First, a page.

Oblique energy 

"Oh, my God, look at him." Jenny Hoysten sounds horrified. Her band, Erase Errata, recently left their home in San Francisco for a month of touring and has pulled off the highway for a bite to eat. Then Arnold Schwarzenegger comes on the restaurant's television. "He's just scary," she says of the action-hero-cum-gubernatorial candidate. "I don't think he will ever be our governor. But maybe I'm just deeply in denial."

Hoysten seems to be in denial about a lot of things. She humbly dismisses the deafening buzz that has gradually surrounded her band and flatly scoffs at one critic's claim that Erase Errata's deconstructed dance punk is a revolutionary, post-riot-grrl declaration of war.

"I don't think we have anything to do with war. We're nice. Maybe were post-war?" she jokes. "Nothing is stagnant in art and I know everything is really fleeting -- especially now that music today is fueled almost entirely by commercialism. I know that the fact that more people like our band might be a fleeting thing. But I avoid getting trapped into thinking about it that much. I love what I'm able to do, and I just want to enjoy it."

When you see the quartet take the stage, it's apparent that Hoysten enjoys it. She stands front and center, dancing and delivering half-yelled sermons and occasionally freaking out on a trumpet. Bianca Sparta beats remade disco punk out of the drums, while Ellie Erickson's bass lines drive steadily along, and Sara Jaffe stabs though the noise with brittle explosions of guitar. Taking in the whole scene of Erase Errata's high-powered no wave and Hoysten's nearly spastic delivery, it's hard to picture her back in the day doing the half-time routine in a high-school marching band.

"I really got into marching band," she admits. "It was positive and fun to be moving and playing music in these really energized performances. I put the trumpet down for years and didn't pick it up again until Erase Errata. But over that time I listened to free jazz and more experimental music and it changed the way I thought about playing. But some of [how I play is] based in what I felt about playing then. I think a common theme in a lot of our music has to do with physical actions. I don't think that there's anything much more empowering than allowing yourself to physically react."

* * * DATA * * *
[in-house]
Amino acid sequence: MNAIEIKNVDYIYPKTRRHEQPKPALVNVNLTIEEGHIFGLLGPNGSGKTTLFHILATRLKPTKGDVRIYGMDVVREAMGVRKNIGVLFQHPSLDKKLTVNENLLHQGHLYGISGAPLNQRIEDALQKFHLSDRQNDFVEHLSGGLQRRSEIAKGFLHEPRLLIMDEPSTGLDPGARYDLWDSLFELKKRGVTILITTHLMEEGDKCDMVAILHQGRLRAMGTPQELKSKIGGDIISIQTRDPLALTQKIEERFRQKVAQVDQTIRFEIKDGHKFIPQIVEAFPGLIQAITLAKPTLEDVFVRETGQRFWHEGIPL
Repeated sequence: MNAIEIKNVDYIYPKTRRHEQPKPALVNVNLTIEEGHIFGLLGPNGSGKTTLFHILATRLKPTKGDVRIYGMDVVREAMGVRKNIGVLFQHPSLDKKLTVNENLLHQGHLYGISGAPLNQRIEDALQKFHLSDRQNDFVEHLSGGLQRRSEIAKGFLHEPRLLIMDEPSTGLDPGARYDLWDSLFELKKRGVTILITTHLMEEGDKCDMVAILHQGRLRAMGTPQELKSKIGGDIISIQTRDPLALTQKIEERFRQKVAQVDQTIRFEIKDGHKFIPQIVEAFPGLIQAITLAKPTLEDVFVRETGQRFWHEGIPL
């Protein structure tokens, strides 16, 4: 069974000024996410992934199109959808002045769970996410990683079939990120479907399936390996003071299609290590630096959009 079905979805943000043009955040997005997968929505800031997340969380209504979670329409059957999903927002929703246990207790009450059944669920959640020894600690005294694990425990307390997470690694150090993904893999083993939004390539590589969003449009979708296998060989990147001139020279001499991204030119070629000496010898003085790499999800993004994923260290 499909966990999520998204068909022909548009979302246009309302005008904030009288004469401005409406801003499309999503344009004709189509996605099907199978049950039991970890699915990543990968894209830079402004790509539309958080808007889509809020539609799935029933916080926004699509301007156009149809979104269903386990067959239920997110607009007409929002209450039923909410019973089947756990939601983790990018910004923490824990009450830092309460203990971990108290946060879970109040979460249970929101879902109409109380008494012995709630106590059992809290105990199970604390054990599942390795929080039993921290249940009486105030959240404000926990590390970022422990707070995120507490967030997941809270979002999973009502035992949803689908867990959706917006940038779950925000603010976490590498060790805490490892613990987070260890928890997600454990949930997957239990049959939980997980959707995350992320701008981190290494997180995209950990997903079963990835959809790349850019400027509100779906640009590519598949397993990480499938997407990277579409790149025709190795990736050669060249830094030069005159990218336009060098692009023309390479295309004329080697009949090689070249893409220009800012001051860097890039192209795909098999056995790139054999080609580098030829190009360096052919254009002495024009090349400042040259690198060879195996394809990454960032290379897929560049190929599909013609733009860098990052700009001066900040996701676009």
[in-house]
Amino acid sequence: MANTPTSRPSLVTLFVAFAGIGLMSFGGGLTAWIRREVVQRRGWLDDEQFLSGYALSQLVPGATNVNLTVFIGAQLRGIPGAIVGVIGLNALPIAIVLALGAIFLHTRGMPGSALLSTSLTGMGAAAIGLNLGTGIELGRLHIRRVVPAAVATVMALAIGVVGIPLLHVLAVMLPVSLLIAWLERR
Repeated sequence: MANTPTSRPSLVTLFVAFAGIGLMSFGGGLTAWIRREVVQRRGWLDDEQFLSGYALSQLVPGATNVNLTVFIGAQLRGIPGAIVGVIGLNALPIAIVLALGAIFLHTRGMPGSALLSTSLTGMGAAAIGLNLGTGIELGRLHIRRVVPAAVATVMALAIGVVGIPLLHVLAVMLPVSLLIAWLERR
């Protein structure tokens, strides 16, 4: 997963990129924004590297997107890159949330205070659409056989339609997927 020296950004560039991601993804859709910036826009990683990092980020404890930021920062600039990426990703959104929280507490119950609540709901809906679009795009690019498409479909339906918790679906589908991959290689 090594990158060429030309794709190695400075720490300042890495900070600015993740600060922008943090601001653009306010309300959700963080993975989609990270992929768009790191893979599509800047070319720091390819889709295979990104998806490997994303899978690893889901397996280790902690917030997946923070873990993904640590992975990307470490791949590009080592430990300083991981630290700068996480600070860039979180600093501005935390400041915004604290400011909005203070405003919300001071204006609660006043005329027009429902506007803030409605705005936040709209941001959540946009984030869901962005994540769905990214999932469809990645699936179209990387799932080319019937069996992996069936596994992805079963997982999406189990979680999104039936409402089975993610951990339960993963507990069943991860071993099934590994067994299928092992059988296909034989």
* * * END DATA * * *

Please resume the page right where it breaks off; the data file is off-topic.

As such, the quartet has blazed a trail around the country leaving breathless, empowered 20-somethings in its wake. It's not just that they're playing noisy dance-ready rock music; bands have been trying that for a long time. It's that when they play, people are actually dancing.

"People dance wherever we go," Hoysten says. "It might not be as important for the rest of the band, but for me as a front person it helps seeing people moved physically. In previous years I'd go to shows and people would never dance. I think it got old, to go with your backpack on and stand there in a way that wasn't any different than watching TV. In the last couple years that's changed; people go to shows to participate."

It's hard not to participate with the band's second full-length release, "At Crystal Palace." From start to finish, the quartet tears though high-energy rants about everything from driving tests to dance halls. "The White Horse Is Bucking" might be the record's finest moment, with Hoysten's stream of consciousness let loose within an idealistic underground dance party.

"I brought in the lyrics, and the band got the spirit of the thing immediately," she says. "There is a gay bar called White Horse right down the street from where I live. On the weekend it's packed with sweaty guys dancing. But it isn't really about that place, 'cause I don't like that place. It's more about what I want it to be. I imagine all these young fags going to dance and express themselves and have a good time. In a way that is what we are all about. When we make the sounds we make, it has to do with creating something or doing something that feels good ... and spreading that feeling."

More by Nate Cavalieri


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